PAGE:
The effect of those "tanker strikes": fuel sales up 7.2%

Could the panic buying have boosted GDP?

The retail sales index for March 2012 is out, and it is stronger than expected. Year-on-year, sales increased in value by 5.7 per cent and by volume by 3.3 per cent. But there was one line in particular which caught everyone's eye:

Sales volumes growth was driven by other stores, non-store retailing and predominantly automotive fuel.

The volume of automotive fuel sales increased by 7.2 per cent in March compared to March 2011, while the breakdown shows that excluding fuel sales, retail growth was 4.9 per cent (value) or 2.8 per cent (volume), reductions of 0.8 or 0.5 points respectively.

When the government first sparked panic buying over the potential of a fuel tanker strike (which, if not announced today, will definitely not happen unless a second vote is held), there were suggestions that it may have been deliberately induced to boost GDP for the first quarter of 2012. Given we are on the knife-edge of a technical recession, even a 0.1 percentage point increase in GDP growth could be hugely psychologically important.

While it remains unlikely to be deliberate, the possibility that it could actually have that effect is no longer quite so laughable. If even half of the growth in fuel sales was due to the panic, that would mean an increase of 0.4 percentage points in total sales value in March 2012. Given fuel doesn't go off, that would likely be reflected by a similar dip in April 2012 – but April is in the second quarter.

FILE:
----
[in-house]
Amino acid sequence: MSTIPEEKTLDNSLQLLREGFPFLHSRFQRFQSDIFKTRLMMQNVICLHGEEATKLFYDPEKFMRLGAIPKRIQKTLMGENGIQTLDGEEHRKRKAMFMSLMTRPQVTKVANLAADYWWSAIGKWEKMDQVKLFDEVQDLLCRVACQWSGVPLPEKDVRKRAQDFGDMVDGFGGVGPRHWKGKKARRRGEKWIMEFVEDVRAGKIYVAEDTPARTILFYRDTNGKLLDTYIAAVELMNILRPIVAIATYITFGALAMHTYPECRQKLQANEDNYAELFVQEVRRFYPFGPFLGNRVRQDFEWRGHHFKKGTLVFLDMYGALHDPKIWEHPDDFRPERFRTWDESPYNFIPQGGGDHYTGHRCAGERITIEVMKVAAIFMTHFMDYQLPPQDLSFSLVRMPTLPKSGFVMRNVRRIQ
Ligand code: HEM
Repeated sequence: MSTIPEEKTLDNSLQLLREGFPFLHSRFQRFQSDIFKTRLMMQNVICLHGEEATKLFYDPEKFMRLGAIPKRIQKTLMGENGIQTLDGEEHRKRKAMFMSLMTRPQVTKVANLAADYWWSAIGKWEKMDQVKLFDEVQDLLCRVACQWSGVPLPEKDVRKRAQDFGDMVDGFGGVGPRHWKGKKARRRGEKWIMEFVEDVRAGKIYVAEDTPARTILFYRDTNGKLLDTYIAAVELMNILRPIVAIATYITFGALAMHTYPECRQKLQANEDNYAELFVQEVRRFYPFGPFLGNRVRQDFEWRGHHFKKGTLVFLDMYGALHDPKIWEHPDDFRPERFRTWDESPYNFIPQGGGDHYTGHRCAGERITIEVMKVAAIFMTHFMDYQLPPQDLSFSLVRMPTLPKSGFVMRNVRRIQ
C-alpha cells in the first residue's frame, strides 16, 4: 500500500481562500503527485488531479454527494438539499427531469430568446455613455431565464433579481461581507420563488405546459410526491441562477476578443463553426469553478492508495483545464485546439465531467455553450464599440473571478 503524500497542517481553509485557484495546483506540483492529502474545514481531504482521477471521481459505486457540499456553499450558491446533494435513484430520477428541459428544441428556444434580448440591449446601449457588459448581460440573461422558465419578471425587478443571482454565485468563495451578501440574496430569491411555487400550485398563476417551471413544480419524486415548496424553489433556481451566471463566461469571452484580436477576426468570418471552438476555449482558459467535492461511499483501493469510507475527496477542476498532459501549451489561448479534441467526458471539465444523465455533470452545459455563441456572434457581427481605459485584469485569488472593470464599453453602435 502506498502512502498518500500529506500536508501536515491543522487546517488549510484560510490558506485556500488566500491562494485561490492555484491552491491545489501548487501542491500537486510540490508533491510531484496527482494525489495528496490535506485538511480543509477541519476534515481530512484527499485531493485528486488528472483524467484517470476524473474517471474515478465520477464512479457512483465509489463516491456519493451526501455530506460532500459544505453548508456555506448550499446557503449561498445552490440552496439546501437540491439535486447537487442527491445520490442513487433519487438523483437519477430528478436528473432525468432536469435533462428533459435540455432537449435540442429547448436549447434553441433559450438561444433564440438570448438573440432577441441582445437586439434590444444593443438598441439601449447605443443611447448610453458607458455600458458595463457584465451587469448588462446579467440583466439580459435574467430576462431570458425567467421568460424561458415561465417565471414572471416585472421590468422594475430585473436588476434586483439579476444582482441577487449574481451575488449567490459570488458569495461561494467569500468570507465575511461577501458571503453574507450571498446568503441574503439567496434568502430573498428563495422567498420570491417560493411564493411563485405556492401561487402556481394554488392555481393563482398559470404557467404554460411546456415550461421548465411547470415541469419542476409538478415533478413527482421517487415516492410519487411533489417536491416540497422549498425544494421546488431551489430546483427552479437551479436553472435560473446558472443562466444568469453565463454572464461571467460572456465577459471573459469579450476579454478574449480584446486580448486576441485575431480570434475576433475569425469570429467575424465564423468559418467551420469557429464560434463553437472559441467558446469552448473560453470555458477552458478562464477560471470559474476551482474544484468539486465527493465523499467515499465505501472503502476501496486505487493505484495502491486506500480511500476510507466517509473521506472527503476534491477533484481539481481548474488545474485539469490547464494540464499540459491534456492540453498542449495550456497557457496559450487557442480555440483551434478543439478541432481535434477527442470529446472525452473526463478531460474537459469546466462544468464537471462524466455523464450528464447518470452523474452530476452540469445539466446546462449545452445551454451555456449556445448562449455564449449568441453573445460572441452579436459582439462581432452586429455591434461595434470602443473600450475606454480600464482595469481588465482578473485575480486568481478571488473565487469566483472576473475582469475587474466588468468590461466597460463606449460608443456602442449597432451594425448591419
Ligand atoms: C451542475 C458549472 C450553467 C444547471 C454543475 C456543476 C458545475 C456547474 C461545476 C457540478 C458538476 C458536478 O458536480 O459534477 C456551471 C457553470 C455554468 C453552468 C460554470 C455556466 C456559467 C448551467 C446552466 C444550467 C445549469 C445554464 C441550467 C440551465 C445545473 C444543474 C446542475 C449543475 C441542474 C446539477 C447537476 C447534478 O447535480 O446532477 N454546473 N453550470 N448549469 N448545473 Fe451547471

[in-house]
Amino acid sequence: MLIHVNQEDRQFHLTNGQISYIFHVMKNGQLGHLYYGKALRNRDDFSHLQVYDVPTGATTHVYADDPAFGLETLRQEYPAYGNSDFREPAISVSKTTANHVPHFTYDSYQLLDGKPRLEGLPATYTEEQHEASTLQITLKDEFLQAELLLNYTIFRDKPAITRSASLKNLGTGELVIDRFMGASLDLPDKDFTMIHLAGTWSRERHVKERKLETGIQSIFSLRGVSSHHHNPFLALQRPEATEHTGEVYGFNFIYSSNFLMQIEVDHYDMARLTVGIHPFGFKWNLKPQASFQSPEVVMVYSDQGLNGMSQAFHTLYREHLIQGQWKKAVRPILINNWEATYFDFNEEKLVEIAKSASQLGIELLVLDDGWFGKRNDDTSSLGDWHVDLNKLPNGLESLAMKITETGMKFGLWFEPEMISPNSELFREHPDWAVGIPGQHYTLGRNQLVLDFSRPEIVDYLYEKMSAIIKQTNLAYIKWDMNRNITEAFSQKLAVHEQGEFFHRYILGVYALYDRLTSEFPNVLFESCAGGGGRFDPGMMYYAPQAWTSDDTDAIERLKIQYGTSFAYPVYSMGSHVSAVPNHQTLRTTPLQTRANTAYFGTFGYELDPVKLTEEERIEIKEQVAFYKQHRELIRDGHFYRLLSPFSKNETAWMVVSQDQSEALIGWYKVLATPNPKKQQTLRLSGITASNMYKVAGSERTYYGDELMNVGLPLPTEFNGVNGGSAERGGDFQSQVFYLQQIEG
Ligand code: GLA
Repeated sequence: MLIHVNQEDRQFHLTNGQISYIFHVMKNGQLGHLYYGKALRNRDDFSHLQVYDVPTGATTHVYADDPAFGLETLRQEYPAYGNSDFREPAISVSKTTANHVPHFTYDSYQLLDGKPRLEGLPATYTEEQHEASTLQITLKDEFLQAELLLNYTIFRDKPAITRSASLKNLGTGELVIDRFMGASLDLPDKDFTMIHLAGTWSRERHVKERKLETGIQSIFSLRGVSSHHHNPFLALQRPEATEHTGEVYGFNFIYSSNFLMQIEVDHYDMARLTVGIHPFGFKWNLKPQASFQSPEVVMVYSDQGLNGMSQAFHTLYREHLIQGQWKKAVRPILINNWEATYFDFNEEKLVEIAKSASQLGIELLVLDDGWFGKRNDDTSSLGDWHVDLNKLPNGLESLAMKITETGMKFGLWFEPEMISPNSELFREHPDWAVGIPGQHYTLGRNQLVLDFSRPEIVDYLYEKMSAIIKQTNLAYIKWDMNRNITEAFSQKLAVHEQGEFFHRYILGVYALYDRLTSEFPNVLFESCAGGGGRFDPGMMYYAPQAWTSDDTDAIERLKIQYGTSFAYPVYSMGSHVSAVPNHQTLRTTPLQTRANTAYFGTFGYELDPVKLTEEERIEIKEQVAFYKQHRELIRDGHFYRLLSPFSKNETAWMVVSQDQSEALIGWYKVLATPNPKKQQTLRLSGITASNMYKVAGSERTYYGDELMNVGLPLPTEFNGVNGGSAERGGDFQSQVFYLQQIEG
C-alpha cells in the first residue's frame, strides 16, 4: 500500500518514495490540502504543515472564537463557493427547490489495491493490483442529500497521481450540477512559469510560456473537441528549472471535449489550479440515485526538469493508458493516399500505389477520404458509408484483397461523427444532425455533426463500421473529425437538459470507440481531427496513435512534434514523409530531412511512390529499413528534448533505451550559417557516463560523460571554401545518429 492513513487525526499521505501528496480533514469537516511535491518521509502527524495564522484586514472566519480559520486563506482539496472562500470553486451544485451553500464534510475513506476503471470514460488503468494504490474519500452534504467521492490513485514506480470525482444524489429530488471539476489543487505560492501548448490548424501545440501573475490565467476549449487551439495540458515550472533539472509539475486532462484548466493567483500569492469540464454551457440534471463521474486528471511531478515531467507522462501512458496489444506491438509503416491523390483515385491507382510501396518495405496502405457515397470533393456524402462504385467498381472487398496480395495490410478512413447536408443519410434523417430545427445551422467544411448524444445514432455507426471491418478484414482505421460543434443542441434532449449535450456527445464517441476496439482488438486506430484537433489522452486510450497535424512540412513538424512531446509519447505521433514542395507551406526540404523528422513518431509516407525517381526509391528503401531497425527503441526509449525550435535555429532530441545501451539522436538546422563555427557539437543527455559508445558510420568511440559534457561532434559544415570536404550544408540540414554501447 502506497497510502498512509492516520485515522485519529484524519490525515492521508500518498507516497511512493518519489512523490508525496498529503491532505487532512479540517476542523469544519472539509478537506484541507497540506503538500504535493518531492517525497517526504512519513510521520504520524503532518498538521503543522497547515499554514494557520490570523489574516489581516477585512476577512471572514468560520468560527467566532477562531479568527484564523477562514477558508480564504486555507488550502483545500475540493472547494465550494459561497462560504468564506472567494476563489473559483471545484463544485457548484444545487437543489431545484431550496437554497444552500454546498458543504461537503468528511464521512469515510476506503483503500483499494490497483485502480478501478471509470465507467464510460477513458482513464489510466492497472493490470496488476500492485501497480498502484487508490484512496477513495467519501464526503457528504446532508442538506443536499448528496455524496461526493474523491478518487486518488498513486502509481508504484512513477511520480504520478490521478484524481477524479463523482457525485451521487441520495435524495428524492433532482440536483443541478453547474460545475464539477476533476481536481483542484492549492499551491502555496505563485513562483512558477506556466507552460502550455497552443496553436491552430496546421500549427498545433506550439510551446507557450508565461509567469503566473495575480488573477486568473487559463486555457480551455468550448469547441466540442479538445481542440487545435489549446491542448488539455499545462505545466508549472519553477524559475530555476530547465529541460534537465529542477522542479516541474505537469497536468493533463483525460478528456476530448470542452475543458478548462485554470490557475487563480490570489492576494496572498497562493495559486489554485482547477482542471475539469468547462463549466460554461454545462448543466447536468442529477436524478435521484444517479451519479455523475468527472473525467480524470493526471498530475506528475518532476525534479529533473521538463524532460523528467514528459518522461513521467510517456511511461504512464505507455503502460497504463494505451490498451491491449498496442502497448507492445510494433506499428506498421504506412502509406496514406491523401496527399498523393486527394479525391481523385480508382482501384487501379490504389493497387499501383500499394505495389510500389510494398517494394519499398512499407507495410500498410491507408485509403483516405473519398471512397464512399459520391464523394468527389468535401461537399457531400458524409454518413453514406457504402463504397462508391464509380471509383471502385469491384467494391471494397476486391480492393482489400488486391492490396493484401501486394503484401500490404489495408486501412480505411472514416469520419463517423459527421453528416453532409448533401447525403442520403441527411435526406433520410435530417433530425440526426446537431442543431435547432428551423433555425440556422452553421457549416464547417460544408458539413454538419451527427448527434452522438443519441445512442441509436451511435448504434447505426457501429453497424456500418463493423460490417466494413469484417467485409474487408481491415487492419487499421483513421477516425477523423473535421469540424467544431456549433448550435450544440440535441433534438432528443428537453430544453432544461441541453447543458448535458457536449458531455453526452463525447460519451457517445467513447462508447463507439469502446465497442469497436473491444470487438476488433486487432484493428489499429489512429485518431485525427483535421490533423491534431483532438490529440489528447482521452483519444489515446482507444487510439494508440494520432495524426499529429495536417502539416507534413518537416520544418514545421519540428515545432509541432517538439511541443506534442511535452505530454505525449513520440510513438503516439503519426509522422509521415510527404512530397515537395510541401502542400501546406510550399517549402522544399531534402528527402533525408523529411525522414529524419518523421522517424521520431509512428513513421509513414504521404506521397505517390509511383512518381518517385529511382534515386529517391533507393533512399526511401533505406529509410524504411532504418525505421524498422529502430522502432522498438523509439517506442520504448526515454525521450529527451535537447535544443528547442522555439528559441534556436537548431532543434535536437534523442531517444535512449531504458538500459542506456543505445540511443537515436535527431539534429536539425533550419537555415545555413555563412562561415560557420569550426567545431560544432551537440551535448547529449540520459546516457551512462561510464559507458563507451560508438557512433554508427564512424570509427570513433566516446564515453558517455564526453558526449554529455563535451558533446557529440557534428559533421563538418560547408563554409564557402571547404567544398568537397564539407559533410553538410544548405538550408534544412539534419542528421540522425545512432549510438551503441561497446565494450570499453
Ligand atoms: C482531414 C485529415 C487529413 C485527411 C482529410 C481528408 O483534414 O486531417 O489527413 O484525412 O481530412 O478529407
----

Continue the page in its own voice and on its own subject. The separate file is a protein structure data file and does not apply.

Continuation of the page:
Unpacking the various effects will be tricky, but it would be fascinating indeed if one of the worst ever news cycles for the government resulted in preventing an even worse one.

A petrol station with no fuel. But was it deliberate?

Alex Hern is a technology reporter for the Guardian. He was formerly staff writer at the New Statesman. You should follow Alex on Twitter.

David Lammy. Photo: Getty
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David Lammy calls for parliament to overturn the EU referendum result

The Labour MP for Tottenham said Britain could "stop this madness through a vote in Parliament".

David Lammy, the Labour MP for Tottenham, has called on parliament to stop Brexit.

In a statement published on Twitter, he wrote: "Wake up. We do not have to do this. We can stop this madness and bring this nightmare to an end through a vote in Parliament. Our sovereign Parliament needs to now vote on whether we should exit the EU. 

"The referendum was an advisory, non-binding referendum. The Leave campaign's platform has already unravelled and some people wish they hadn't voted to Leave. Parliament now needs to decide whether we should go forward with Brexit, and there should be a vote in Parliament next week. Let us not destroy our economy on the basis of lies and the hubris of Boris Johnson."

Lammy's words follow a petition to re-run the referendum, which has gathered 1.75 million signatures since Friday.

However, the margin of victory in the referendum - more than a million votes - makes it unlikely party leaders would countenance any attempt to derail the Brexit process. On Saturday morning, Labour leader Jeremy Corbyn said there should be no second referendum. Tory leader David Cameron has also accepted the result, and triggered a leadership election.

It is true, though, that had Britain's EU membership been decided in parliament, rather than by a referendum, there would have been an overwhelming vote to Remain. Just 138 Tory MPs declared for Leave, compared with 185 for Remain. In Labour, just 10 declared for Leave, versus 218 for Remain, while no Lib Dem, Scottish Nationalist, Plaid Cymru, Sinn Fein or SDLP MPs backed Leave.

Rob Ford, an academic who has studied Ukip voters, said Lammy's call was "utter madness":